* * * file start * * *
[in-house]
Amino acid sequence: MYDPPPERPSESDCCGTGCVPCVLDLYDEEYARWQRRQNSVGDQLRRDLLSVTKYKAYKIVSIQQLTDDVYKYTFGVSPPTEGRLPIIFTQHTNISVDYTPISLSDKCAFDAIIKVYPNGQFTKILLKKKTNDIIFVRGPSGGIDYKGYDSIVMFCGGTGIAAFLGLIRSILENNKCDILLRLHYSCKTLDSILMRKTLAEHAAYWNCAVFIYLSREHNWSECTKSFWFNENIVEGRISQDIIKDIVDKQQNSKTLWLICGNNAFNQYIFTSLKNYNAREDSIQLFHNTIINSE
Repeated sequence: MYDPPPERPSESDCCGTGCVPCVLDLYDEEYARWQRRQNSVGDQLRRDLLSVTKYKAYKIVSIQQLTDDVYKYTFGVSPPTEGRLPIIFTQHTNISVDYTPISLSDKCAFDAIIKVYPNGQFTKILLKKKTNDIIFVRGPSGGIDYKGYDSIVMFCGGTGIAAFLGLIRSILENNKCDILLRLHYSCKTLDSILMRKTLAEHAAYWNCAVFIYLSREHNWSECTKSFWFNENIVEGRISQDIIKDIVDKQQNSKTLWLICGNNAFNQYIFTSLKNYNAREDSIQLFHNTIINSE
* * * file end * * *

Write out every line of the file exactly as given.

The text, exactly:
[in-house]
Amino acid sequence: MYDPPPERPSESDCCGTGCVPCVLDLYDEEYARWQRRQNSVGDQLRRDLLSVTKYKAYKIVSIQQLTDDVYKYTFGVSPPTEGRLPIIFTQHTNISVDYTPISLSDKCAFDAIIKVYPNGQFTKILLKKKTNDIIFVRGPSGGIDYKGYDSIVMFCGGTGIAAFLGLIRSILENNKCDILLRLHYSCKTLDSILMRKTLAEHAAYWNCAVFIYLSREHNWSECTKSFWFNENIVEGRISQDIIKDIVDKQQNSKTLWLICGNNAFNQYIFTSLKNYNAREDSIQLFHNTIINSE
Repeated sequence: MYDPPPERPSESDCCGTGCVPCVLDLYDEEYARWQRRQNSVGDQLRRDLLSVTKYKAYKIVSIQQLTDDVYKYTFGVSPPTEGRLPIIFTQHTNISVDYTPISLSDKCAFDAIIKVYPNGQFTKILLKKKTNDIIFVRGPSGGIDYKGYDSIVMFCGGTGIAAFLGLIRSILENNKCDILLRLHYSCKTLDSILMRKTLAEHAAYWNCAVFIYLSREHNWSECTKSFWFNENIVEGRISQDIIKDIVDKQQNSKTLWLICGNNAFNQYIFTSLKNYNAREDSIQLFHNTIINSE